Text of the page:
Too many clothes, but nothing to wear

Take note – story published 4 years and 3 months ago

Charity organizations and social services are increasingly receiving donations of unusable clothing and footwear, which means they need to spend additional money recycling or disposing of these items, according to a charity organization in Rēzekne called “Vēlos palīdzēt” (“I Want to Help”) on February 3.

“I don't have the possibility or want to continue anymore. We always had too few helpers in the warehouse sorting clothes, there were all sorts of unpleasant situations with those receiving help - lies, selling items, even theft,” said “Vēlos palīdzēt” Director Rasma Jēkabsone.

People would donate clothes that have been chewed up by dogs, clothes with patches of mold or holes. The government is currently working on creating a textile recycling and utilization system, but it seems that for a moment many are using charity organizations as an alternative to throwing clothes and shoes in the trash.

After two and a half years of operations, “Vēlos palīdzēt” has become a storage facility for unusable clothes and is closing its doors. Many other organizations have experienced similar problems. Some of the clothes are redistributed to other organizations and local residents, but others will simply end up in landfills.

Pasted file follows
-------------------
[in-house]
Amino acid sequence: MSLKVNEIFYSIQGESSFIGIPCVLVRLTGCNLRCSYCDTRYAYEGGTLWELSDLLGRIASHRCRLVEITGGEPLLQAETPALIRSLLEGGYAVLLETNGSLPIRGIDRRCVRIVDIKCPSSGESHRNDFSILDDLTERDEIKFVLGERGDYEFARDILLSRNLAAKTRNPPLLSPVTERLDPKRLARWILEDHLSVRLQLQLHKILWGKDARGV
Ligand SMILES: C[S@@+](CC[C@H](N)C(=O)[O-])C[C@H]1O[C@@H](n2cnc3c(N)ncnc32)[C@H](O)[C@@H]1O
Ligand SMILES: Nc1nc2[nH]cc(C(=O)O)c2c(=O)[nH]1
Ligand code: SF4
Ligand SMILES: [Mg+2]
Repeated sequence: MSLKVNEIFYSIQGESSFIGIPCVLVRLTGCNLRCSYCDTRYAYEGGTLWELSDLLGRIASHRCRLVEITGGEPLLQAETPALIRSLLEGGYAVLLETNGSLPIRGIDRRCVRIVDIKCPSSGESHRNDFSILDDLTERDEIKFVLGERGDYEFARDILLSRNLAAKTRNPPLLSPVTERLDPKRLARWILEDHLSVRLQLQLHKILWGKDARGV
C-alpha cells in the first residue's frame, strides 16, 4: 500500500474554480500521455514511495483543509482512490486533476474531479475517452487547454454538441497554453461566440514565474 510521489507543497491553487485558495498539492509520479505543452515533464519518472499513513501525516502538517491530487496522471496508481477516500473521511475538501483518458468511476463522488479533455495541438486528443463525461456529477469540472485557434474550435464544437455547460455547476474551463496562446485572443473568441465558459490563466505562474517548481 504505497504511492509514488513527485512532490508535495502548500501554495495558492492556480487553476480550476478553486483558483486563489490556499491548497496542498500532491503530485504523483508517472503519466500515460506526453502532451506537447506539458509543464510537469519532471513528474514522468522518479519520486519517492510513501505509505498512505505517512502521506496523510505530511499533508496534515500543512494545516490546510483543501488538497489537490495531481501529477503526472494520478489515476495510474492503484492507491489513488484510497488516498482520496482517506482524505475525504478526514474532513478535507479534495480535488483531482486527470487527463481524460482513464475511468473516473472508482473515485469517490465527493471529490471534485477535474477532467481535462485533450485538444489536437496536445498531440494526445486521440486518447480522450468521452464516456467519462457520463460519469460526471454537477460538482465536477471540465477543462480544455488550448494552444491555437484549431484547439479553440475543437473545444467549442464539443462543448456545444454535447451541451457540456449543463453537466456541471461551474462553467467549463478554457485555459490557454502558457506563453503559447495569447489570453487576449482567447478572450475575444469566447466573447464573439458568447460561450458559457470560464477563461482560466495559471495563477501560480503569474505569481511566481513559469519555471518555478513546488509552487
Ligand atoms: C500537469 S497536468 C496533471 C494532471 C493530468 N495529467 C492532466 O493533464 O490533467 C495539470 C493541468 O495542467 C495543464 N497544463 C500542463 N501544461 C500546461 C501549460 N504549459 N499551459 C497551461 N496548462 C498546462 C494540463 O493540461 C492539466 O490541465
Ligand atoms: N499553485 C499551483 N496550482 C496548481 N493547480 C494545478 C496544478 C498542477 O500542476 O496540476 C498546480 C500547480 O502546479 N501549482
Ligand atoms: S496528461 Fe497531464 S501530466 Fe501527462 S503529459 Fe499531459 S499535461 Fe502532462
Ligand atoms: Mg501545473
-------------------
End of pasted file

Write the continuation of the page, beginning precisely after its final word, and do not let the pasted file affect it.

“I already asked people to donate on social media to help take out the garbage. People donated money, there will be enough for one container,” said Jēkabsone.

Last year a textile recycling pilot program began in the Rīga area, where containers were textile, clothing and footwear recycling containers were placed throughout the area. According to “Latvijas Zaļais punkts” (“Latvian Green Point”) Director Kaspars Zakulis so far 50% of the deposited items can be reused, 30% are garbage and 15% can be recycled.

"People have been very responsive, one container collects about one tonne of this textile waste every month," said Zakulis.

The European Parliament has already approved a package updating waste management rules, which stipulate that textiles must be collected separately and recycled or reused. The pilot project shows that Latvians are already ready for the implementation of this type of system.

As previously reported, clean, but used clothing, shoes, bedding or plush toys can be reprocessed and used again. “It's really a problem that currently huge piles go to landfills or are burned, and can't be recycled as they're next to food. The textile gets dirty, it's wet, you can't use it any more. It's basically trash,” said “Green Liberty” Sustainable Fashion Expert Dace Akule.

Currently no Latvian regulations mention textile recycling, partly because the EU hasn't discussed it before now. Latvia and the Baltic countries currently lack textile recycling facilities for creating new products or materials.

Experts admit that currently the textile collection function is partially covered by charity organizations, which collect unwanted clothes. However experience shows that people frequently don't critically evaluate what they are donating. A majority are unfortunately unusable, or even unrecyclable.

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